Posts Tagged ‘W.P. Kinsella’

People Will Come

Friday, February 3rd, 2017

Yankee Stadium owns the patent on ballpark magnificence, Ebbets Field maintains an aura of magic decades after its destruction, and Wrigley Field possesses a charm honed throughout decades of unrealized hope between 1908 and 2016.

An Iowa farm ranks among those and other vaunted cathedrals of the National Pastime.  Field of Dreams—based on W. P. Kinsella’s 1982 novel Shoeless Joe—premiered in 1989, the same year that Harry met Sally, Bill and Ted had an excellent adventure, and Ariel found love with Prince Eric.

When farmer Ray Kinsella hears voices, a bolt of inspiration strikes him with the force of a Babe Ruth home run.  Ray, despite imminent bankruptcy, turns his farm into a baseball field, captures a literary icon of the 1960s, and hosts ghosts of baseball past on his land—Shoeless Joe Jackson and his peers cannot venture beyond the friendly confines of the diamond, however.  Ray’s wife and daughter support the endeavor.

Though factually incorrect, Field of Dreams also highlights the career of Archibald “Moonlight” Graham, who played one inning in the major leagues.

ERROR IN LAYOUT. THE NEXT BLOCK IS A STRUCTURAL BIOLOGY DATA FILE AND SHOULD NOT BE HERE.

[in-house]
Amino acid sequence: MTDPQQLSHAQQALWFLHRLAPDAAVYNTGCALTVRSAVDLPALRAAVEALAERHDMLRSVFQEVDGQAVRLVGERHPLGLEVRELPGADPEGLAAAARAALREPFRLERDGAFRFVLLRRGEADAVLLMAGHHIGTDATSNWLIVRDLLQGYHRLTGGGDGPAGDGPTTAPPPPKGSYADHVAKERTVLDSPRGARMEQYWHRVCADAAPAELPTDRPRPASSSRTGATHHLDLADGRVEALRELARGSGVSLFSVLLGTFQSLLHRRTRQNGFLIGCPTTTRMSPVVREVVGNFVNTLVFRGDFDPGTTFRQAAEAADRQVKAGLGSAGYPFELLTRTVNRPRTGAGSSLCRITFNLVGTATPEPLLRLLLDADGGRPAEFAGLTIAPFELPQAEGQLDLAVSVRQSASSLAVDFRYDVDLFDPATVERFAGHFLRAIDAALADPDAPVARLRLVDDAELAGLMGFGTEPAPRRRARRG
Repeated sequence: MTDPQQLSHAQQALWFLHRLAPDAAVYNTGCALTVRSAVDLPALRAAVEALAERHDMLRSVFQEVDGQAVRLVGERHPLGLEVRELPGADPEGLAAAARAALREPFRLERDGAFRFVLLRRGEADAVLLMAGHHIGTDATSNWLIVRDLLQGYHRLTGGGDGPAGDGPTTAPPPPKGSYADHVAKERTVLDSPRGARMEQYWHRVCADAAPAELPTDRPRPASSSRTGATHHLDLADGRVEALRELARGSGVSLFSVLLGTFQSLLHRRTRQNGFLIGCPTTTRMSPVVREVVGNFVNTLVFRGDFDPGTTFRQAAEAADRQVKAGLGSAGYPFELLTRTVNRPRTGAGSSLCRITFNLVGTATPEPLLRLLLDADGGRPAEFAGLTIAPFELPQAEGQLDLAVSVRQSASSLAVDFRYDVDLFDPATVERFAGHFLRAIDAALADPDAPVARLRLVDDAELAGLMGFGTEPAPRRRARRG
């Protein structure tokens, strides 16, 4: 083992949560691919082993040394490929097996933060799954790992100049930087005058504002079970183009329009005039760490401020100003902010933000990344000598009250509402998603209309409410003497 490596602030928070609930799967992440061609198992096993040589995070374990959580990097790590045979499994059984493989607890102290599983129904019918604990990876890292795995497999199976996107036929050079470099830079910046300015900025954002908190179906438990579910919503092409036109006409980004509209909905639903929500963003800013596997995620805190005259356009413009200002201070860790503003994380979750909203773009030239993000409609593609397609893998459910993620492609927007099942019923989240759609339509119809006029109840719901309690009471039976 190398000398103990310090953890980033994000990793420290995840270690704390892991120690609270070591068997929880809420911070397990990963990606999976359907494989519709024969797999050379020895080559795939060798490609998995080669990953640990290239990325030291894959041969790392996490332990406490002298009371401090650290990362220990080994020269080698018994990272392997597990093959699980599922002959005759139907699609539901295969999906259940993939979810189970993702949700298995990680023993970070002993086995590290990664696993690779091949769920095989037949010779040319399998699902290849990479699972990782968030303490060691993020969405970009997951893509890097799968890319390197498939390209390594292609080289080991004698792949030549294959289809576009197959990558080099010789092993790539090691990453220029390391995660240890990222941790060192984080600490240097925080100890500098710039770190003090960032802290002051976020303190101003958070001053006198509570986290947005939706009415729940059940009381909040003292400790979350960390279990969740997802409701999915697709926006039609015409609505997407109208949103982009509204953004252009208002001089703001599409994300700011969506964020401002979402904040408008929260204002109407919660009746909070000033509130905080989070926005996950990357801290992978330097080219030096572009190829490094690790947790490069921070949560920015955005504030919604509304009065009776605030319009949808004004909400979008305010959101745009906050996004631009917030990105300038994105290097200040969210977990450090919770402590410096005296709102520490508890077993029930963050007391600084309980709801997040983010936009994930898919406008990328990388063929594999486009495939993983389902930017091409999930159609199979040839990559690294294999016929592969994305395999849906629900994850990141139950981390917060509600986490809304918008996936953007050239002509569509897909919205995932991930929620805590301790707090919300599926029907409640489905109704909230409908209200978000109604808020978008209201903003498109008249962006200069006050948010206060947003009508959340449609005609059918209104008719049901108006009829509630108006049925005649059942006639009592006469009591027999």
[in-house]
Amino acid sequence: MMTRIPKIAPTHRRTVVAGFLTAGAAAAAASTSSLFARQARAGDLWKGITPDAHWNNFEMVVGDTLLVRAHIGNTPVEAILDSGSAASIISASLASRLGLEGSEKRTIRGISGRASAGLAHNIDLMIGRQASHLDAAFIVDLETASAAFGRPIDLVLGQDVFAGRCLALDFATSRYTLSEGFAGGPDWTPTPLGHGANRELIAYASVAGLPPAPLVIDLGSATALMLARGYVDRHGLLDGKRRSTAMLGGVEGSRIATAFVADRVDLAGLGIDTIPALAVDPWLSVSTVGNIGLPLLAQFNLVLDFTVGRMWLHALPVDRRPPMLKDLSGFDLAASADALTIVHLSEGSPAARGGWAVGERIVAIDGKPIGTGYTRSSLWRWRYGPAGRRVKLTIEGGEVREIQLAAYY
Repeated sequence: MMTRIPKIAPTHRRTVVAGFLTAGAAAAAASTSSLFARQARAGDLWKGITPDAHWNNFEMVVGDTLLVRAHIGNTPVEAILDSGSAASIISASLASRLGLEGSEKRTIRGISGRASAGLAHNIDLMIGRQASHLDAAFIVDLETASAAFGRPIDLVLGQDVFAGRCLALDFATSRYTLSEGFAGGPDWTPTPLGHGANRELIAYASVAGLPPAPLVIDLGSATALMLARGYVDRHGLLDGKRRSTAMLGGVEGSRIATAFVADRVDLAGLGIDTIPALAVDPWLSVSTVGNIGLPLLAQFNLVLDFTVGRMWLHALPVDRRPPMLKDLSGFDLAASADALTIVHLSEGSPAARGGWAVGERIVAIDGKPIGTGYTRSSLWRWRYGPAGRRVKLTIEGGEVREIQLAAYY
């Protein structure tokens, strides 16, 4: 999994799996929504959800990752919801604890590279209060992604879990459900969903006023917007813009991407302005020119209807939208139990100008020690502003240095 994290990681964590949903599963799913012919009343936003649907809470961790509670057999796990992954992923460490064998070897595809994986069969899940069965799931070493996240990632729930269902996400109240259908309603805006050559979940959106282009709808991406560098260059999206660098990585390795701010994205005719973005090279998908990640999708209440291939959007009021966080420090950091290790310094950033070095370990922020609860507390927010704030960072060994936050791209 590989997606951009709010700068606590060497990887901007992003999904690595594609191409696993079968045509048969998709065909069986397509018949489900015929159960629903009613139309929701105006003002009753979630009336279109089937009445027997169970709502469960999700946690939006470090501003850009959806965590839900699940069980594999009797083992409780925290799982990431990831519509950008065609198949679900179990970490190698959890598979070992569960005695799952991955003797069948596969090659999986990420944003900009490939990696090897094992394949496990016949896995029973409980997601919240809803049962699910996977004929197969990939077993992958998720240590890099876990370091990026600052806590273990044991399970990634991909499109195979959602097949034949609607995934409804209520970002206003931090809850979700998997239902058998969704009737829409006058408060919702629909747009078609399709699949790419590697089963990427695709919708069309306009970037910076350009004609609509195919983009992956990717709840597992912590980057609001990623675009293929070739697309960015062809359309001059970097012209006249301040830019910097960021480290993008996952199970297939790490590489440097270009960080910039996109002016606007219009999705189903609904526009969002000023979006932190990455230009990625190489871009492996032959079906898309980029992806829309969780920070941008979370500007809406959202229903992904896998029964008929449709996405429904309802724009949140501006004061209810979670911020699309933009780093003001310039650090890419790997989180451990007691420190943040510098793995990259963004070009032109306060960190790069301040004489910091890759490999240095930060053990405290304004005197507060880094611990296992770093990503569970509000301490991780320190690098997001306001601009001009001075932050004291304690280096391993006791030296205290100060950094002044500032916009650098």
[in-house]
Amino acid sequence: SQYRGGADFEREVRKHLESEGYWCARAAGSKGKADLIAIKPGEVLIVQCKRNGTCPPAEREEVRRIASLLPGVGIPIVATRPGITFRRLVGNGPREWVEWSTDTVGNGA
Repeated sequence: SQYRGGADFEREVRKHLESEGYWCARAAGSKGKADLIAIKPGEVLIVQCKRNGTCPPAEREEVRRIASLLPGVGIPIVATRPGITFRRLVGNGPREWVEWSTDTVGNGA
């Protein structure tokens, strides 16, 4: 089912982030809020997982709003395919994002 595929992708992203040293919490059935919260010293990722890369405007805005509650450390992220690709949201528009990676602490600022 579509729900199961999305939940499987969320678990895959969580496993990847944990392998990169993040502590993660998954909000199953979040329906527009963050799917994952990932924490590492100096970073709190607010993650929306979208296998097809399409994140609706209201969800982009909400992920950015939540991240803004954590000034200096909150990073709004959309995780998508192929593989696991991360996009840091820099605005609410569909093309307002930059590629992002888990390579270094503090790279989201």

A year removed from his performance in Bull Durham, Kevin Costner plays Ray, a character infused with passion to follow a journey mapped by his instinct.  In Shoeless Joe, J. D. Salinger is the writer accompanying Ray on his quest, so chosen by W. P. Kinsella because of a connection to the reclusive Salinger—characters named Richard Kinsella and Ray Kinsella appear in the novel The Catcher in the Rye and the short story A Young Girl in 1941 With No Waist at All, respectively.

Field of Dreams replaces Salinger with a fictional character because of “moxie and cowardice,” according to Kinsella.  In a 2014 article for MLB. com celebrating the 25th anniversary of the film, Kinsella explained, “The cowardice involved was that studio executives were afraid Salinger would launch a nuisance lawsuit just as the movie was being released, and it would cost them time and a lot of publicity money to get rid of it.  The moxie appeared  when the executive pointed out that on a good opening weekend, the movie would be seen by 10 times the number of people who had read the book.  The change would be noticed by only the literate few, people who are not valued by movie executives.”